1. Give money or time to Refuge, the domestic violence shelter charity. Recently Archer’s Fans have been so moved by the recent Helen Titcher storyline that they have raised over £60k (so proud to be an Archers fan). If you have recently shouted at the radio or cringed as controlling psycho Rob has demeaned Helen, please consider supporting.
  2. Donate any spare toiletries or makeup to Give and Make Up. All donations go to local women’s shelters to help women who have just left their partners.
  3. Consider taking a microfinance loan or giving to Help Her Live, Learn and Earn campaign to help support female entrepreneurs around the world. (The recent Poverty is Sexist report is really worth reading too).
  4. Make some cloth sanitary pads for donatepads.org. In many countries sanitary towels are hard to find and very expensive. This means that women can use other (sometimes unsanitary things) and that many girls miss school when they are on their period with damaging results. Rose George has written some brilliant articles about this which make me feel eternal grateful to be in a country where it is easy to get sanitary protection.
  5. Donate money, time, books or either badly needed items to help with the growing refugee crisis in the UK. Women and children now account for over half the refugees arriving in Europe and desperately need help. These articles contain a wide range of organisations and ideas of ways to help.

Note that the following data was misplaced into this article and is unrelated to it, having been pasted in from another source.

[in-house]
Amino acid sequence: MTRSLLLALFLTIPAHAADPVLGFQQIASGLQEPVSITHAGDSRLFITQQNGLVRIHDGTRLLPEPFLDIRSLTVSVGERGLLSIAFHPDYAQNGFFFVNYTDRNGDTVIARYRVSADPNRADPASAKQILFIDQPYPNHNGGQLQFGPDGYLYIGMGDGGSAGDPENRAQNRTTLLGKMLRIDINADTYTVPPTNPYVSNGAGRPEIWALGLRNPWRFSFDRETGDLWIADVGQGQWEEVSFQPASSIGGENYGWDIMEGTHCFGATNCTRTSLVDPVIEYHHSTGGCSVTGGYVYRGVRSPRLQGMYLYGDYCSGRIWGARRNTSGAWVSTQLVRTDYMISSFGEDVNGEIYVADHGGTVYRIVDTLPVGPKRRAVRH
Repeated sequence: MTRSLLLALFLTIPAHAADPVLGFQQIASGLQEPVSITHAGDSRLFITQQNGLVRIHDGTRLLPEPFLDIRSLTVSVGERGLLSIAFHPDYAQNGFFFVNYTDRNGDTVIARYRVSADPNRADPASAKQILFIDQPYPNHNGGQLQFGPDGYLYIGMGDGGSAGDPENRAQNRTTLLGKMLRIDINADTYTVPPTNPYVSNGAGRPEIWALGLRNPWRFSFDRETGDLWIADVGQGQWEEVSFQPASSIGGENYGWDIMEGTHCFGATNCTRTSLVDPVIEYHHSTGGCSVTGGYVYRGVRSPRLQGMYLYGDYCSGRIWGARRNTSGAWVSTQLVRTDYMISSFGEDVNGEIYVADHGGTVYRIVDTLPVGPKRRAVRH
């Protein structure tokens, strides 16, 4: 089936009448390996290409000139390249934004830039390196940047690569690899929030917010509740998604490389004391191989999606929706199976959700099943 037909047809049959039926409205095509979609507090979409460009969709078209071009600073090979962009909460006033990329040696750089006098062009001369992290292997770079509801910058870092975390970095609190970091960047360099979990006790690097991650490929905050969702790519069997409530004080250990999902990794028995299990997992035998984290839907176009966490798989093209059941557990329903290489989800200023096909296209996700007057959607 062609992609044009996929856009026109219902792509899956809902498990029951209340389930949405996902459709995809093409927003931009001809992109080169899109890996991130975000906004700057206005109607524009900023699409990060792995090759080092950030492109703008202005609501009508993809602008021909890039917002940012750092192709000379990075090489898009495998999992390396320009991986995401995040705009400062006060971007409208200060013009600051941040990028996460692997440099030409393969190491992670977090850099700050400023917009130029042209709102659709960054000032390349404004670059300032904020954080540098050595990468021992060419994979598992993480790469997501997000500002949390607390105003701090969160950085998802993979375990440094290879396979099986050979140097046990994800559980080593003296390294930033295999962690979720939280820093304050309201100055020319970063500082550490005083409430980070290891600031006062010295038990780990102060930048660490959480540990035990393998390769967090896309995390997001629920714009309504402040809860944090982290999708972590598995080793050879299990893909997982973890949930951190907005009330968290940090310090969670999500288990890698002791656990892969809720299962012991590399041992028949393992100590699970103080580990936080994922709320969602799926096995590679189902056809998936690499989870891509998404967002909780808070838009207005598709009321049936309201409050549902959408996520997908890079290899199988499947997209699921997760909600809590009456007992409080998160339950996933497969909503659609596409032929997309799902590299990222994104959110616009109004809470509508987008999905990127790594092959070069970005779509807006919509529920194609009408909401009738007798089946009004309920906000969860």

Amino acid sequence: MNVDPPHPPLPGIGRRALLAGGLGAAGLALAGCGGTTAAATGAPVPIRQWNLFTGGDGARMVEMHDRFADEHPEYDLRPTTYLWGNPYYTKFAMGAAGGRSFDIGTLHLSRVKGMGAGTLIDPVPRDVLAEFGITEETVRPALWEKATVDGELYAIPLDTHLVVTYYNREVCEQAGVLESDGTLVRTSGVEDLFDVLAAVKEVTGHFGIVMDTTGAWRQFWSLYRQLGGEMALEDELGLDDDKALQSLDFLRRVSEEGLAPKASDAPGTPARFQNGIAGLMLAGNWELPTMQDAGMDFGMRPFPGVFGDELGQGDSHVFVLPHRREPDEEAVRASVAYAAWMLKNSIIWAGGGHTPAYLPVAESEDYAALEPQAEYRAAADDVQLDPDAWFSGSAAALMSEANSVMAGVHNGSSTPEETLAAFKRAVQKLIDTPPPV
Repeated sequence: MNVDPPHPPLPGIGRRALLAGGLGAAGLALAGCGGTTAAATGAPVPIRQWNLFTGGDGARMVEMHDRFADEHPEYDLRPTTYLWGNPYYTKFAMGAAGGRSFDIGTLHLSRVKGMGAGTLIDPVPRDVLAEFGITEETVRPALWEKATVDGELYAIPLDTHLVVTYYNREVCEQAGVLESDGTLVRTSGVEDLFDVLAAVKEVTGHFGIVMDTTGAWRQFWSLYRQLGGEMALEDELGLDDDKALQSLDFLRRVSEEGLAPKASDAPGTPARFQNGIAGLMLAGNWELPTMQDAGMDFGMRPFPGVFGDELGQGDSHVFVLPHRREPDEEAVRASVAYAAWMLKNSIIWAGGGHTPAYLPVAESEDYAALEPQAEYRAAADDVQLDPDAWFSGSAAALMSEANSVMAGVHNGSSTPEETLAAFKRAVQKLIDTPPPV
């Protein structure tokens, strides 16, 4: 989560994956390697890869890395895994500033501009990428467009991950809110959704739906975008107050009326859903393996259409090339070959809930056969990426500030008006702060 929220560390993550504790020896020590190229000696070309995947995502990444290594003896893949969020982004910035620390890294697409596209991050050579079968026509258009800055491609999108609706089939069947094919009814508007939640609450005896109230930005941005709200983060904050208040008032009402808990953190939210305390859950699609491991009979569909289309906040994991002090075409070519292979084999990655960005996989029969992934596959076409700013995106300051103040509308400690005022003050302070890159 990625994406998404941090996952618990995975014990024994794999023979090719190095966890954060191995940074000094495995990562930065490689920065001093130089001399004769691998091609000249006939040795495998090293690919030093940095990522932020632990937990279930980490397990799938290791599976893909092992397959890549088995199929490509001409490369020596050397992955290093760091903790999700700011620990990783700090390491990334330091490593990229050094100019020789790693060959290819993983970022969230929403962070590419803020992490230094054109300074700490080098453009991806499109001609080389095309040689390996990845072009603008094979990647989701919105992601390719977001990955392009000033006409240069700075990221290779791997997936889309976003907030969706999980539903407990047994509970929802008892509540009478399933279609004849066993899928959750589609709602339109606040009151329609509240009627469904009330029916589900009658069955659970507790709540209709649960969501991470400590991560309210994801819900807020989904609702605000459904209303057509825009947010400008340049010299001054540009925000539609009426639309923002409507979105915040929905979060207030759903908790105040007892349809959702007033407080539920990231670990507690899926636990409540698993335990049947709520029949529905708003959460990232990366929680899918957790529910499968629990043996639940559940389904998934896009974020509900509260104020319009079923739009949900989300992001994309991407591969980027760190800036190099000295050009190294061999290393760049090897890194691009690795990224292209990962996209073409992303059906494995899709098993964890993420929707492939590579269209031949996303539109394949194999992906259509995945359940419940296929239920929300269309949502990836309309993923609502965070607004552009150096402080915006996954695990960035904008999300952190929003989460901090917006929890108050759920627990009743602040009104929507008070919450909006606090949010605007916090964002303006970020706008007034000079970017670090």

6. Support a maternal health project. Maternal health is an area which progress is not being made fast enough, I believe access to high quality healthcare and safe childbirth is a human right. I have been very inspired by the work which Bumi Sehat is doing in Bali and think they are an amazing organisation to support. 
  7. Support female makers. There are so many talented brilliant women in the craft and creative entrepreneur sphere that deserve our support. You could buy a something lovely or consider You could also consider backing a kickstarter campaign for female maker or supporting a blogger or podcaster you love.Some of my favourites are Katie’s lovely wool, Felix’s ingenious book or support A Playful Day podcast on Patreon.
  8. Listen and support fantastic women in the music industry, there is still so much prejudice and sexism. At the moment, The Anchoress’s new album, Confessions of a Romantic Novelist is on constant play.
  9. Learn to code! I listened to a brilliant talk last year at Women of the World by Sarah Brown about women and technology which really inspired me.  Project Ava has wealth of information about women in technology including where to find free coding classes for women.
  10. Finally, talk to the girls in your life about something that matters to them. I love talking to small people about their interests and from some of the literature I’ve read a key to raising resilient strong women is to nuture interests and talents. (I strongly expect that I will be having a conversations about hippos or rhinos…).

I’d love to know if you do any of these things or have anything to add to the list.

Happy International Women’s Day!

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Sign of Spring #frogspawn #spring #pondlife

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:: Beautiful sunny days – welcome Spring!